The Devil's Food Dictionary | Civil Eats

The Devil’s Food Dictionary

fake_food

Sometimes things just get a little too serious, especially when it comes to the issues we often discuss here on Civil Eats. If you ever feel that way at times then here’s a demented solution to your conundrum. Go out and buy the glorious The Devil’s Food Dictionary: A Pioneering Culinary Reference Work Consisting Entirely of Lies (Written by the demented mind of by Barry Foy with devilish illustrations by John Boesche.) Billed as the “most unreliable food book you’ll ever own,” this beguiling little volume will surely help to put a smile on your face even in the worst of times.

I give this book my highest recommendation. But I really don’t have a choice, seeing as how it’s received so many accolades from people who are imaginary and/or deceased. I mean, when Oscar Wilde calls a book a “must-have!”….well, I just must have it.

But seriously, the Devil is in the details so let’s get down to some specifics. The price of the book, it turns out, can be recovered faster than it will take your new Nigerian “friend” to wire you that £ 50,000 check he promised over the email last week. Just turn to page 153 and learn the secret for turning Crisco into Extra-Virgin Olive Oil. You will need .98 metric bunch of organic parsley (flat leaf, of course) and a jar of pimento-stuffed Olives (I have some in the back of my fridge I can loan you, if you’d like). It is really a simple process as described and I can’t believe I didn’t think of it first.Your Italian neighbors will be notably impressed when you next serve your bruschetta. Just don’t give out our little secret, OK?

I also learned that Salmonella is the “name applied to a young adult (about one year old) Salmon.” Anglers, I now know, lure the Salmonella to their nets with unrefrigerated egg salad and spoiled mayonnaise. I feel worlds smarter already (and I’m sure you do, too). My only question is how all these Salmonella got into the peanut butter and cases of jalapenos.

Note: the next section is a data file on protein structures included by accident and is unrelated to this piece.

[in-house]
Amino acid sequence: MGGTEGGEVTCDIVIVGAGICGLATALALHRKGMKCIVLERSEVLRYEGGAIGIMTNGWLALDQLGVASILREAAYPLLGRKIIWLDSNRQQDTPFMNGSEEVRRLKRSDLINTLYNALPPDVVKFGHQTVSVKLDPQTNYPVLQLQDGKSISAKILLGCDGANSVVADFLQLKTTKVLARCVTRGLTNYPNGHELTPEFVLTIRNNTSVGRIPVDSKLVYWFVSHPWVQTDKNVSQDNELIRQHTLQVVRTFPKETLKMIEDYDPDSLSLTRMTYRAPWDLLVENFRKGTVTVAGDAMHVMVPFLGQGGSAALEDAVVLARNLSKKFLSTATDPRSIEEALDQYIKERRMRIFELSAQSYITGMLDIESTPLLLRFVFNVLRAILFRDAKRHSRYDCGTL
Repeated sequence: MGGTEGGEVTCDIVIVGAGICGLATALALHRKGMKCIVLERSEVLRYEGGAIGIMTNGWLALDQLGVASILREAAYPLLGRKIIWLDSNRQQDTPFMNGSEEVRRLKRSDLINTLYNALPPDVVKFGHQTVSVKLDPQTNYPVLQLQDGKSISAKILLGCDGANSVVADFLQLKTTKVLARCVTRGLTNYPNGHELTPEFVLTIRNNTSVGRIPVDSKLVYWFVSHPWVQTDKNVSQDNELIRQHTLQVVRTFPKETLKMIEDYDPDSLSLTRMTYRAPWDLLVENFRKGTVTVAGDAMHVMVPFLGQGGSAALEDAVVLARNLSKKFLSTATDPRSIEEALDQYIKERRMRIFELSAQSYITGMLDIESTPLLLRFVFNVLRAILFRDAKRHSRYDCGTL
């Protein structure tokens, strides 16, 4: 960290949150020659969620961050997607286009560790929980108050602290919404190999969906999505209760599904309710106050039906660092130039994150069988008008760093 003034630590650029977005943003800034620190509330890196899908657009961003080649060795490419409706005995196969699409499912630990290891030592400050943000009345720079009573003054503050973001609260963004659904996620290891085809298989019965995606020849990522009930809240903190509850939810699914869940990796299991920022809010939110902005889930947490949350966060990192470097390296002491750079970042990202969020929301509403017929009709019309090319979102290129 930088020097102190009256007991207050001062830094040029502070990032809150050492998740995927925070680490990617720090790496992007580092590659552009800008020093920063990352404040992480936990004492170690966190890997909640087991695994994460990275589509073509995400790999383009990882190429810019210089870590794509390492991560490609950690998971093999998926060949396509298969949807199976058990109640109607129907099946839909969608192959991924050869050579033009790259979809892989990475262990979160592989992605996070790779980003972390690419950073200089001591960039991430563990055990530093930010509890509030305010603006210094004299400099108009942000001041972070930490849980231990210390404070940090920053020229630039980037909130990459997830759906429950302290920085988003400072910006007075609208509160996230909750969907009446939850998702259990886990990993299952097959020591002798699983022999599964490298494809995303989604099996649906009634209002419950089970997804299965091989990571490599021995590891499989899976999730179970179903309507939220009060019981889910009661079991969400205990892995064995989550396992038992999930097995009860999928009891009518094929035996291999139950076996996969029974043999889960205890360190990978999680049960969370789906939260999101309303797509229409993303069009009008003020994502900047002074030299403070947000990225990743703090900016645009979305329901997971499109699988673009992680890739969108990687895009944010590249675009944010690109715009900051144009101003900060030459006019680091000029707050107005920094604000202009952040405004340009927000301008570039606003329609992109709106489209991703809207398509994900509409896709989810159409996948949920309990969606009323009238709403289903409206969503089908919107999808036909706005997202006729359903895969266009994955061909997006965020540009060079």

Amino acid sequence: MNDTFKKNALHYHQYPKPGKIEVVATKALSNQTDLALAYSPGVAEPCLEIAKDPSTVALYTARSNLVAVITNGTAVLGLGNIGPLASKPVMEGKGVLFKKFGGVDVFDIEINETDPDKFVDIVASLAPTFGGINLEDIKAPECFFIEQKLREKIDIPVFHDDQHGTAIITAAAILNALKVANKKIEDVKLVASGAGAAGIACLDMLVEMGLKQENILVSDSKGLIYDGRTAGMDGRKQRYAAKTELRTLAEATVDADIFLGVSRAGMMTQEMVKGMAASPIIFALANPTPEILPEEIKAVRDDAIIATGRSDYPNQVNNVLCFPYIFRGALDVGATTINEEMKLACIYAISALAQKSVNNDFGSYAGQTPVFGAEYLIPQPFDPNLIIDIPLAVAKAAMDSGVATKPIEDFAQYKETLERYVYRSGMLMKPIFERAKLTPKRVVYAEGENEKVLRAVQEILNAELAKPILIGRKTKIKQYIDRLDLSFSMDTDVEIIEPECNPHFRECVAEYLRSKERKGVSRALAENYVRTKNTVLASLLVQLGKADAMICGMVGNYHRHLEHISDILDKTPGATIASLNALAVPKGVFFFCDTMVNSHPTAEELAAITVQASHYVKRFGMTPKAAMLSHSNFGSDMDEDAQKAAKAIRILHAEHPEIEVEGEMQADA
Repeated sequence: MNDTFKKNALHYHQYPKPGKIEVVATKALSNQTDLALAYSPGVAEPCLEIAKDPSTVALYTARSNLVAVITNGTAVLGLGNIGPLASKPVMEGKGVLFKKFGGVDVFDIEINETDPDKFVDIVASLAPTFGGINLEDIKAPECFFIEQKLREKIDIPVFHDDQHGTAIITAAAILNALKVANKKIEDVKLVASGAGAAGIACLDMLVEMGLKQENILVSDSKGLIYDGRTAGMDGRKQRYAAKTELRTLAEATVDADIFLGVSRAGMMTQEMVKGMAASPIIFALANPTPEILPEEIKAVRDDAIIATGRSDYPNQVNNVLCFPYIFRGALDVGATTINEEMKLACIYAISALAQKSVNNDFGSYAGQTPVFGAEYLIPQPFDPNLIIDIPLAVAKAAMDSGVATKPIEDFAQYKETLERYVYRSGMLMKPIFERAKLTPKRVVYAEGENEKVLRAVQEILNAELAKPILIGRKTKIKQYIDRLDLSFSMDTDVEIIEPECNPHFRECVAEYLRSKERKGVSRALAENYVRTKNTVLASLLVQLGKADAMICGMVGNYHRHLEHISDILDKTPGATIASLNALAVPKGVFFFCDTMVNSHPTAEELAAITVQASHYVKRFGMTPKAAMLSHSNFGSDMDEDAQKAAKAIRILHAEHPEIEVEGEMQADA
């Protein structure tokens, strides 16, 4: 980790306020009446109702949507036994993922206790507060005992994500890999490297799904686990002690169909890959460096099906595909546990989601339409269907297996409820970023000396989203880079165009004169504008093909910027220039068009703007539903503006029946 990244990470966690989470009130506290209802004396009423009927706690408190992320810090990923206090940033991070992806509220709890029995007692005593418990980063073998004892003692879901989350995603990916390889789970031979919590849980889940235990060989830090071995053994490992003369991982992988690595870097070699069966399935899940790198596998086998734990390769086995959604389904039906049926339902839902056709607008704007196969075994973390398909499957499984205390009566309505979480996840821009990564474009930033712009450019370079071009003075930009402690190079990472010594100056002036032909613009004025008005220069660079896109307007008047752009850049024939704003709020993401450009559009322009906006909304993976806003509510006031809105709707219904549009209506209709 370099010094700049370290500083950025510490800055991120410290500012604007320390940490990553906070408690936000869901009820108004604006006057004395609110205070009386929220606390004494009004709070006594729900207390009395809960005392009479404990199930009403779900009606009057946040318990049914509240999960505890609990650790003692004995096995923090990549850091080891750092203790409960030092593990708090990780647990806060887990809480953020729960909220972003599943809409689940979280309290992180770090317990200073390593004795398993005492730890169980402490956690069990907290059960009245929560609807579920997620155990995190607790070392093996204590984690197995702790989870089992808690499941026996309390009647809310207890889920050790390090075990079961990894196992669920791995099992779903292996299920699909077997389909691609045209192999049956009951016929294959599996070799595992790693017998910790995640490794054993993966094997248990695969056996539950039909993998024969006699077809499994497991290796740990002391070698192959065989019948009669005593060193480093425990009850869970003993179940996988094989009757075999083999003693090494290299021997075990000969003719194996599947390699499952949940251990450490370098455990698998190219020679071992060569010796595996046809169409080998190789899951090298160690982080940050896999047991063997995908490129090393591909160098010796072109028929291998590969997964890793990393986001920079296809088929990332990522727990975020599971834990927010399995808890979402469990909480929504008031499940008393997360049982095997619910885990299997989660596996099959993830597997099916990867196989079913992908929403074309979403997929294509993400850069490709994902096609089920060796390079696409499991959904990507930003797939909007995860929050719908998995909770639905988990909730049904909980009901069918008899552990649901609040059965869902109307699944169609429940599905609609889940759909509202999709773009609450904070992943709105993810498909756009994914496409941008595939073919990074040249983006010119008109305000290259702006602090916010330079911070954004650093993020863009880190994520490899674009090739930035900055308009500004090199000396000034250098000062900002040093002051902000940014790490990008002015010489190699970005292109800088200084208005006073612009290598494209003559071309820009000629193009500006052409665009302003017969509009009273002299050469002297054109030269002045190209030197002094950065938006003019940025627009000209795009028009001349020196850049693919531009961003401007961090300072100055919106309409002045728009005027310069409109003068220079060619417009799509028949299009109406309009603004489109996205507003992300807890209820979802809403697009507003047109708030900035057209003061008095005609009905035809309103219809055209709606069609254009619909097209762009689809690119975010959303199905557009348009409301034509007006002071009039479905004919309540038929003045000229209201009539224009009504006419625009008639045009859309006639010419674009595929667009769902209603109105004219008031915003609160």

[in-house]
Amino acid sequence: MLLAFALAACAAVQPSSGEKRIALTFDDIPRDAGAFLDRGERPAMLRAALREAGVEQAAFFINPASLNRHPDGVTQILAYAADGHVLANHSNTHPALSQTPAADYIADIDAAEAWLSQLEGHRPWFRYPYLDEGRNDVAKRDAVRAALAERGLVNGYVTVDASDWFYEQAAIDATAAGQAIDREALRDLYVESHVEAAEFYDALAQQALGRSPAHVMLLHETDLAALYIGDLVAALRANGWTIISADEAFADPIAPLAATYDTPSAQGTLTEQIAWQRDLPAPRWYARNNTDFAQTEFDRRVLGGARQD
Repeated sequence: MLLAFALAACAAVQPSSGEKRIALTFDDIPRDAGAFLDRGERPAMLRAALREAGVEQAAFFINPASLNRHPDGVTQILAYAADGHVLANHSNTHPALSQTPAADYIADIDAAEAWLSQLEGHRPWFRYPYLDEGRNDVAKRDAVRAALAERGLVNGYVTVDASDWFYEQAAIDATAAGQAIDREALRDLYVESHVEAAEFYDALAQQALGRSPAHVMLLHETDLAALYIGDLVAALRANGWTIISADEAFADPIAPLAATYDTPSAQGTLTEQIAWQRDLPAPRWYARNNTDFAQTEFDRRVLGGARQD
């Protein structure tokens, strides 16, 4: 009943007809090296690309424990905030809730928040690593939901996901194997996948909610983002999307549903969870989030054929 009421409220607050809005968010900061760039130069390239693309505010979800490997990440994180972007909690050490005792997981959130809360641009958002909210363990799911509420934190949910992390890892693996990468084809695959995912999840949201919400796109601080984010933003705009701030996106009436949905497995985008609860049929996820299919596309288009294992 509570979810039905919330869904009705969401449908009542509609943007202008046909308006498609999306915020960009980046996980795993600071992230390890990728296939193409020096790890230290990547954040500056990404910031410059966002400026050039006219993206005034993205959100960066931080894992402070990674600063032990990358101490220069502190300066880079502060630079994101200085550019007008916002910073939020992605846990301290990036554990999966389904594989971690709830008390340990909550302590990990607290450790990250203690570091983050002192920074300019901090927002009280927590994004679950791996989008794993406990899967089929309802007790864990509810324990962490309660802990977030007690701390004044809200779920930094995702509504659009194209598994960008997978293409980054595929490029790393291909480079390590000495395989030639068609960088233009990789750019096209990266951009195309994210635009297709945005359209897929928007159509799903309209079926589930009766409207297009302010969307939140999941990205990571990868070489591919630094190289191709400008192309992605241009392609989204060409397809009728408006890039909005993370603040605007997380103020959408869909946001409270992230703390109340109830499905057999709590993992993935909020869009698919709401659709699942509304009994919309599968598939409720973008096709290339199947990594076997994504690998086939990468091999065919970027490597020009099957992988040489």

We’ll bring the news to you.

Get the weekly Civil Eats newsletter, delivered to your inbox.

My main complaint with the book is the dearth of illustrations. There are some witty illustrations to begin each Letter, but I would have liked to see a picture of the Sconium (the radioactive element found in certain triangular quick breads) or the Hacksaw en croute.

Here’s a book that no one realized they needed until now, and I certainly don’t know how I could have lived so long without it.

Today’s food system is complex.

Invest in nonprofit journalism that tells the whole story.

Chef / Ecologist Aaron French is the Environment Editor at Civil Eats. He is the chef of The Sunny Side Cafe and is writing his first book "The Bay Area Homegrown Cookbook" (Voyageur Press, 2011). He has a Masters in Ecology and is currently working toward his MBA at UC Berkeley, with a focus on sustainable business practices. Read more >

Like the story?
Join the conversation.

Leave a Comment

This site uses Akismet to reduce spam. Learn how your comment data is processed.

  1. Love this book!

More from

General

Featured

Female restaurant worker with her back to us with three pizzas in her hands on the restaurant terrace

Many Restaurants Pay Tipped Workers Next to Nothing. Does that Violate their Civil Rights?

Exclusive: Advocates have advanced a lawsuit against Darden, the nation’s largest full-service restaurant company, for racial and sexual discrimination as a result of paying tipped workers below the minimum wage.

Popular

Why the Food Supply Chain Is Strained. Again.

MIAMI, FLORIDA - JANUARY 11: Shelves displaying meat are partially empty as shoppers makes their way through a supermarket on January 11, 2022 in Miami, Florida. The coronavirus Omicron variant is still disrupting the supply chain causing some empty shelves at stores. (Photo by Joe Raedle/Getty Images)

Op-ed: Helping Small Processors Won’t Work Unless We Break Up Big Meat

Chickens inside a barn at a farm. Photographer: Mary Kang/Bloomberg

The Field Report: Fake Chicken, Real Money

The Daring chicken advertisement. (Photo courtesy of Daring)

The Corn Belt Is Losing Topsoil, Increasing Carbon Emissions and Lowering Yields

The dark-colored soil (right) has been farmed no-till and with cover crops for decades, while the pale one (right) is from a tilled field with no cover crops across the road. Photo by Dale Strickler.